February 26 is Ash Wednesday on the Christian calendar, a day people throughout the world will go to church, to mark the start of the season of Lent, the 46 days before Easter, often a time for penitence and reflection. The day is named for the practice of imposing ashes, a tradition that many Christians have found to be a meaningful part of the Ash Wednesday liturgy.
If, however, you can’t make it to church on Ash Wednesday, the ashes can come to you! Saint Stephen Lutheran Church offers this creative alternative. Pastor Joseph Graumann and assisting minister Ann Gibson will be available in Marlborough near the corner of Main and Florence streets, from noon to 1:00 pm on Ash Wednesday, and will impose ashes and offer a blessing to anyone who asks. Those who prefer not to receive ashes are also welcome to come for prayer or conversation.
“Ash has been a symbol of death and mourning since ancient times,” Pastor Graumann says. “Christians mark their foreheads with ashes to remember that ‘we are dust, and to dust we shall return.’ We remember our mortality, but also in the sign of the cross, how Jesus triumphed over death,” he adds.
Lenten Services February 26-April 1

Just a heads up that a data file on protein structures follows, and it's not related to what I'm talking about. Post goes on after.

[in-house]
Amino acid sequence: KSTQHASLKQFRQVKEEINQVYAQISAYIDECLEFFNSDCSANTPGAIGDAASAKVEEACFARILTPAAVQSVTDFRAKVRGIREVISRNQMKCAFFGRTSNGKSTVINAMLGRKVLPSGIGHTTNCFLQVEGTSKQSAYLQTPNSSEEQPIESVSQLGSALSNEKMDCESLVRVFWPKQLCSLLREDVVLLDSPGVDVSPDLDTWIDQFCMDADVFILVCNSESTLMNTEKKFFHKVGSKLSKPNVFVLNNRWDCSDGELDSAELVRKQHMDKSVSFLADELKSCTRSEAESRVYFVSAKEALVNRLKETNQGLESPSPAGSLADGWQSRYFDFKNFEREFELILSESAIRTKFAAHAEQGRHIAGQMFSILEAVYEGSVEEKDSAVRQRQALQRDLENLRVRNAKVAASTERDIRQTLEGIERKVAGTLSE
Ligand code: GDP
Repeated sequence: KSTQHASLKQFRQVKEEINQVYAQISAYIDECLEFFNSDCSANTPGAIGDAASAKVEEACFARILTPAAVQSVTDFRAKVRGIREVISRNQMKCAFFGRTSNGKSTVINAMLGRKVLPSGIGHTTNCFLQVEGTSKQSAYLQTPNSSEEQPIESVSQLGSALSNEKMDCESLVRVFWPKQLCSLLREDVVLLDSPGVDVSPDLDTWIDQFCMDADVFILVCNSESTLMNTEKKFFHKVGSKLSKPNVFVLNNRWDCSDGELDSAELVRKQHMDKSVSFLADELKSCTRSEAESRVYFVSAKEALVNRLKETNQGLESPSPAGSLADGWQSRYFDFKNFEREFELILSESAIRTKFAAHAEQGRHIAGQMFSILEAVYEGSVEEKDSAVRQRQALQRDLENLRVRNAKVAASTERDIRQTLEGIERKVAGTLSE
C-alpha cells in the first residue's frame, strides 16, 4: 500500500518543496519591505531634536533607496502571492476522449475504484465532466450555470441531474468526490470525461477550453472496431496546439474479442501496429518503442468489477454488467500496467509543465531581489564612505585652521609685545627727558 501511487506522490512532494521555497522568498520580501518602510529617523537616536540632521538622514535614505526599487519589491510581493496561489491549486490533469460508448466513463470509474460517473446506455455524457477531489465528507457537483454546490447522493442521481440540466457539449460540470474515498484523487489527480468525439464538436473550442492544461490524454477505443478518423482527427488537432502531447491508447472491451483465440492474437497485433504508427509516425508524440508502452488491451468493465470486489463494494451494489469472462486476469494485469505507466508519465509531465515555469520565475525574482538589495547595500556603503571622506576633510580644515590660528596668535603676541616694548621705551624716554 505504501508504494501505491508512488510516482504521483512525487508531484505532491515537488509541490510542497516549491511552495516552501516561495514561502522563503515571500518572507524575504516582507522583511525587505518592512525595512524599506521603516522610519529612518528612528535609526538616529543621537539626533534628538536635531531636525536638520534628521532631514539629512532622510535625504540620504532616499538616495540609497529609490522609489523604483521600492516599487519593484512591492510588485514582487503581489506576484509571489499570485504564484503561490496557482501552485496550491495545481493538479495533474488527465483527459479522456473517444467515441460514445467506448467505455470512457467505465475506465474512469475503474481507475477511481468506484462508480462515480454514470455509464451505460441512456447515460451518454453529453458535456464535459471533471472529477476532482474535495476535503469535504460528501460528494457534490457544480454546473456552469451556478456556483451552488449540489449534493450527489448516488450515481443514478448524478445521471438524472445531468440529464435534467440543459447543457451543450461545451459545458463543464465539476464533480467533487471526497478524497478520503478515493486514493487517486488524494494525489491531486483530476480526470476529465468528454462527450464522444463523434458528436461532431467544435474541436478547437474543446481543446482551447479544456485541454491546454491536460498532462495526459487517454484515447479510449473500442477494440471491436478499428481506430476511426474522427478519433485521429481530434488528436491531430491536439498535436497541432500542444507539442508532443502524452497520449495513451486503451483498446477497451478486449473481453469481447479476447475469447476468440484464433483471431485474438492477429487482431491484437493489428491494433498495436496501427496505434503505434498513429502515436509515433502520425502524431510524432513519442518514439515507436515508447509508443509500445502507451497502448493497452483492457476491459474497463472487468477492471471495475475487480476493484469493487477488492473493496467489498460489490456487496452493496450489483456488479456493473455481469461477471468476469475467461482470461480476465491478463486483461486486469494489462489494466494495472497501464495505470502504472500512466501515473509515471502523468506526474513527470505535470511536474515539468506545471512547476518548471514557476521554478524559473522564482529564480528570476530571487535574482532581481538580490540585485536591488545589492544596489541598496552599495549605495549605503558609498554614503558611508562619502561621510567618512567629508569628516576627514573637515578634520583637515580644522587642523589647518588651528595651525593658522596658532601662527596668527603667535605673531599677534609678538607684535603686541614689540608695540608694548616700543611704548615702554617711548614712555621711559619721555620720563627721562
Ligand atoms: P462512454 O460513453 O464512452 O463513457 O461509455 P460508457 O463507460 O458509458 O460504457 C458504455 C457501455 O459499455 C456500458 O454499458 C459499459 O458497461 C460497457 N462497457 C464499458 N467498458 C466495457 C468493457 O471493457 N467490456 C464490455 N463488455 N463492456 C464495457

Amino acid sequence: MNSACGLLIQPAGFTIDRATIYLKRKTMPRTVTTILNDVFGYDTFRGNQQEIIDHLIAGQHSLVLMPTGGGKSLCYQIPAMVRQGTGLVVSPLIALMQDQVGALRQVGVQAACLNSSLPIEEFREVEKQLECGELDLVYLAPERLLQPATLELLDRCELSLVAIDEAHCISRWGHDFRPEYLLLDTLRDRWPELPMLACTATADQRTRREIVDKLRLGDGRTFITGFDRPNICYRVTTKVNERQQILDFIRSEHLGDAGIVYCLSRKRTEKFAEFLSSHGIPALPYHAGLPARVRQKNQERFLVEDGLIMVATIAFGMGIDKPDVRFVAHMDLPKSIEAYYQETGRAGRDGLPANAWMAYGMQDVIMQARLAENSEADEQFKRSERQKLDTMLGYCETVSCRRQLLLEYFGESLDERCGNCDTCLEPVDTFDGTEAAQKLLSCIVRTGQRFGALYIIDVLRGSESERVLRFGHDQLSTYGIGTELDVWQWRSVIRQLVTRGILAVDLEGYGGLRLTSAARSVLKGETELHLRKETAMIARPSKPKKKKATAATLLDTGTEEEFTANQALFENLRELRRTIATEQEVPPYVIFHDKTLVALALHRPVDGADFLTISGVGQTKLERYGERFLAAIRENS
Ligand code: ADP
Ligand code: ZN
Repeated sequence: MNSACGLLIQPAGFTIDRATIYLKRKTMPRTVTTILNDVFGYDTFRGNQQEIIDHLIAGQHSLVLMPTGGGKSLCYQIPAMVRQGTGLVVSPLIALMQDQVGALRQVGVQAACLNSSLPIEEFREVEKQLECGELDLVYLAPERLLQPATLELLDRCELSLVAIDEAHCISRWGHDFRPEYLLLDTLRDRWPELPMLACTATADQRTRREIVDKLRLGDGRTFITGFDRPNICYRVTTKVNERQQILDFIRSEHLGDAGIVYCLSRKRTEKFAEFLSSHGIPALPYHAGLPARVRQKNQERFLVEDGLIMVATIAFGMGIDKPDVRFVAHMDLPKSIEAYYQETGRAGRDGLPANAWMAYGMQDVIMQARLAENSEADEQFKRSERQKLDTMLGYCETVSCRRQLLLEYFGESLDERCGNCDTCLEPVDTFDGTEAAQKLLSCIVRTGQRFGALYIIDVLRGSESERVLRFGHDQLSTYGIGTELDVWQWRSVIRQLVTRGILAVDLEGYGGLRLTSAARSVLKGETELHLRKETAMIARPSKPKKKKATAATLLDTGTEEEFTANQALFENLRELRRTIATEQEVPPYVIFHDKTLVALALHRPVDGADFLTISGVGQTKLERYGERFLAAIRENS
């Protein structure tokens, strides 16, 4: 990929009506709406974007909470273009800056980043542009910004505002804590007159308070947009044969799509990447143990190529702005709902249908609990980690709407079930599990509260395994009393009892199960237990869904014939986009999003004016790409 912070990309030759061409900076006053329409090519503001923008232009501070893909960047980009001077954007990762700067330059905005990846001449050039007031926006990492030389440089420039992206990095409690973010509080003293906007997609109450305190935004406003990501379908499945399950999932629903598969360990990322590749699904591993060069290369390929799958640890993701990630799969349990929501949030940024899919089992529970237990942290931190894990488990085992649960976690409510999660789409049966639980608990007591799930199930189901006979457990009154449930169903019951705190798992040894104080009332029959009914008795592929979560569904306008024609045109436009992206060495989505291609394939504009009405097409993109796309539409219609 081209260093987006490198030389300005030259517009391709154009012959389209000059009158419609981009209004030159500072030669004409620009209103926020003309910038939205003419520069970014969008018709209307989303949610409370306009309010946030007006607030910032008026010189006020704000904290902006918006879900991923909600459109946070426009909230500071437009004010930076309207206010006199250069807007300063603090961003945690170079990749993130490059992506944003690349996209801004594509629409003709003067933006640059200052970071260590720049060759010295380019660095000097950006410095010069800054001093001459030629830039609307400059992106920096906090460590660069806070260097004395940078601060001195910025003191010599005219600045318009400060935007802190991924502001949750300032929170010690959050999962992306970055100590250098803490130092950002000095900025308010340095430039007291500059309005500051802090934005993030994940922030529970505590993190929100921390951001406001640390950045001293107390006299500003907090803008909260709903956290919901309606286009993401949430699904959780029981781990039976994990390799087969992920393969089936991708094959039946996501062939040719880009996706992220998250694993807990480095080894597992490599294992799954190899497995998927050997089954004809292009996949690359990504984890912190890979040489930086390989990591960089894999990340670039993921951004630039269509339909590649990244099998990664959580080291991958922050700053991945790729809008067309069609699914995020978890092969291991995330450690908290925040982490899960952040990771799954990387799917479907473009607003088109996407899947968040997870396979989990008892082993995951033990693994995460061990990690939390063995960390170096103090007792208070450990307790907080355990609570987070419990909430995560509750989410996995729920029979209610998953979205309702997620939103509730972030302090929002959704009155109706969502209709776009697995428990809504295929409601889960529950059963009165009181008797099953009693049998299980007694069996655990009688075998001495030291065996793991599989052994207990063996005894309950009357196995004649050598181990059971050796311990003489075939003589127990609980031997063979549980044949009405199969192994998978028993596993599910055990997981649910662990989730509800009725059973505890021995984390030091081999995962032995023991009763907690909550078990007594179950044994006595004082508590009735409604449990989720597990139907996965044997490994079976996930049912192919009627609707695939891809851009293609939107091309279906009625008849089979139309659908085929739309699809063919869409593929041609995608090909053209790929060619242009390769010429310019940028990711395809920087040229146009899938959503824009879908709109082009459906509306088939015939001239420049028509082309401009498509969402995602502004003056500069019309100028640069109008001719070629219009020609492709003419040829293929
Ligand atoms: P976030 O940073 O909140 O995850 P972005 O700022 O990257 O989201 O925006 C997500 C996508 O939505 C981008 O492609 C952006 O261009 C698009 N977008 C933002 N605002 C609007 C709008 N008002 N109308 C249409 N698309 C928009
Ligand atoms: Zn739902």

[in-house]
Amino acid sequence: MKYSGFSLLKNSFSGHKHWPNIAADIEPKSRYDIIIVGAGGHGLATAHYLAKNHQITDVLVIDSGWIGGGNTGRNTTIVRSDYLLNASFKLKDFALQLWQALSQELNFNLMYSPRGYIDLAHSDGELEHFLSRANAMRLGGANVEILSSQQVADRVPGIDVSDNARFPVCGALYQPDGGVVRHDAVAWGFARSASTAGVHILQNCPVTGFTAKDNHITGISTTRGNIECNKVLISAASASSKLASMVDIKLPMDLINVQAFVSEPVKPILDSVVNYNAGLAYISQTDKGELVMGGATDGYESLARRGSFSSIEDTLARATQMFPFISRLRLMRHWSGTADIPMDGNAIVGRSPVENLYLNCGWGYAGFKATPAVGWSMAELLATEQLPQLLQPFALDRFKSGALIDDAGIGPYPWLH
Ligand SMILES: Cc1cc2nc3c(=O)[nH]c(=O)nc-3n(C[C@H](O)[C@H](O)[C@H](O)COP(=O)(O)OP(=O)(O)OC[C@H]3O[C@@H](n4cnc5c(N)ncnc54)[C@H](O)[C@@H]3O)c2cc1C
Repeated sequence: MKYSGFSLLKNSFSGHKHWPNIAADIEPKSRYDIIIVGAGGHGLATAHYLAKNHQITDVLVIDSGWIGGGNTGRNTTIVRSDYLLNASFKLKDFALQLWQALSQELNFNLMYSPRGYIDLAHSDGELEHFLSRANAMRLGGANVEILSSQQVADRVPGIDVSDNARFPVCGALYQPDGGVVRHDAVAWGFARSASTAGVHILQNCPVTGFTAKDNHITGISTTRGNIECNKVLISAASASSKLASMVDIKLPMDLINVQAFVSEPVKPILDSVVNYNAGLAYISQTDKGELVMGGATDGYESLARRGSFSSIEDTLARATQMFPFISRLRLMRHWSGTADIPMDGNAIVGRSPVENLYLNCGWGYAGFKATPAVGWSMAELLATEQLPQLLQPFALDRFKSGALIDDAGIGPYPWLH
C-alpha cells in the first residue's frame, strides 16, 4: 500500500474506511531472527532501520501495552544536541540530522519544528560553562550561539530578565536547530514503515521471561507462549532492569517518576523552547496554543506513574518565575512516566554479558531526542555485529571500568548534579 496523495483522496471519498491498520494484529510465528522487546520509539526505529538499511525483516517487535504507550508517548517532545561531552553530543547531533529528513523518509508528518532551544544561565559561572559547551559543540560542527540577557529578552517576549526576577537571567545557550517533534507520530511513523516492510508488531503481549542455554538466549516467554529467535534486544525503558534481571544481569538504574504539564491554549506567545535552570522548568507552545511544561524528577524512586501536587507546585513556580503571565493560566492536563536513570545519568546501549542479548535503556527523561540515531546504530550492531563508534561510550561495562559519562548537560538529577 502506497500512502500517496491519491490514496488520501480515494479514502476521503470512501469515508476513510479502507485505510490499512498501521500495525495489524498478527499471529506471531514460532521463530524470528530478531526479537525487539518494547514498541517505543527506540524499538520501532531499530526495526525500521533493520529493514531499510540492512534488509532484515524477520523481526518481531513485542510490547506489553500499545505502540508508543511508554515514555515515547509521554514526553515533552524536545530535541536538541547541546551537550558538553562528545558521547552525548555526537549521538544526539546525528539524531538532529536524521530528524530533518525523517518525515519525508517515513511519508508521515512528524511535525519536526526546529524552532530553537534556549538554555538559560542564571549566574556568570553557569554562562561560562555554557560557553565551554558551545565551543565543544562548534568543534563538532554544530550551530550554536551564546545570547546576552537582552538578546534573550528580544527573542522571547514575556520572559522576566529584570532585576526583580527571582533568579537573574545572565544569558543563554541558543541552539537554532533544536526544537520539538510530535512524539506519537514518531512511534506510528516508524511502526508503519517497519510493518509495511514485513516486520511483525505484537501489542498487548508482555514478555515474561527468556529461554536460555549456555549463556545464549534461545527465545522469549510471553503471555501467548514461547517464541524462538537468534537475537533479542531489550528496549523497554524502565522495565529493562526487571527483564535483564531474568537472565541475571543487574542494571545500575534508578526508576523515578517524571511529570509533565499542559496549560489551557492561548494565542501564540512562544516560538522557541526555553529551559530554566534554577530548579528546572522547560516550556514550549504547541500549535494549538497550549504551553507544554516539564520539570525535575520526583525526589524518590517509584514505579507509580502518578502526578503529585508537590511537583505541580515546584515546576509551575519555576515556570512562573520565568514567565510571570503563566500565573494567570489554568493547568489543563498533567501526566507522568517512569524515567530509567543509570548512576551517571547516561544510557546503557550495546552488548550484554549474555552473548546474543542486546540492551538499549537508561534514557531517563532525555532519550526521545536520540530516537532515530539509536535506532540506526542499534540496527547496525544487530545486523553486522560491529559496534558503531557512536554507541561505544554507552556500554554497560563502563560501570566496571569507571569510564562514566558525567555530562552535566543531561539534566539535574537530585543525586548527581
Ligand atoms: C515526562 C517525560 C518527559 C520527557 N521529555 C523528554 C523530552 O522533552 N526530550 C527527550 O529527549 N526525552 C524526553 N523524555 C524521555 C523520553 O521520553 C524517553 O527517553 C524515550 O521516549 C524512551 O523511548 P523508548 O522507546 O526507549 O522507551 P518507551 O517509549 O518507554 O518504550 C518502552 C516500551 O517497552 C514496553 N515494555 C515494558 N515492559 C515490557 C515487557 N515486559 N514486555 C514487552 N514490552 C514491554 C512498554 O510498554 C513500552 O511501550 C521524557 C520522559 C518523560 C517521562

In addition to noontime ashes and prayer on Main Street, St. Stephen Lutheran Church will offer traditional Ash Wednesday worship at 7:00 p.m. on February 26 at the church at 537 Bolton St., Marlborough.
On subsequent Wednesdays in Lent, March 4, 11, 18, 25 and April 1, people are invited to gather at St. Stephen for a simple soup supper (one soup is vegetarian) at 6:30 PM, followed by a choral Vespers—or evening prayer—service. “Lent is a time of discipline, but it is also a time of celebration and beauty,” Pastor Graumann says. “On March 25, our friends from Temple Emanuel in Marlborough will be joining us,” he noted.
Vespers will feature Marty Haugen’s Holden Evening Prayer, along with a reading and reflection from the Lenten stories from the Hebrew Bible. Holden Evening Prayer “is easy to sing and focuses on Christ as the light of the world. During evening prayer, we hear the story of Mary and her response to God’s news that she would bear for us a savior. We pray for a world in need, and we receive God’s blessing,” Pastor Graumann said.
Written in 1985-86 by Marty Haugen during a musical residency at Holden Village, a scenic Lutheran camp in the mountains of Washington State, Holden Evening Prayer is a simple Lutheran vespers service that follows traditional form while using contemporary and inclusive language. Since then, the service has been adopted around the world. Haugen is a composer of liturgical music for Lutheran, Roman Catholic and other denominations, with over 400 compositions.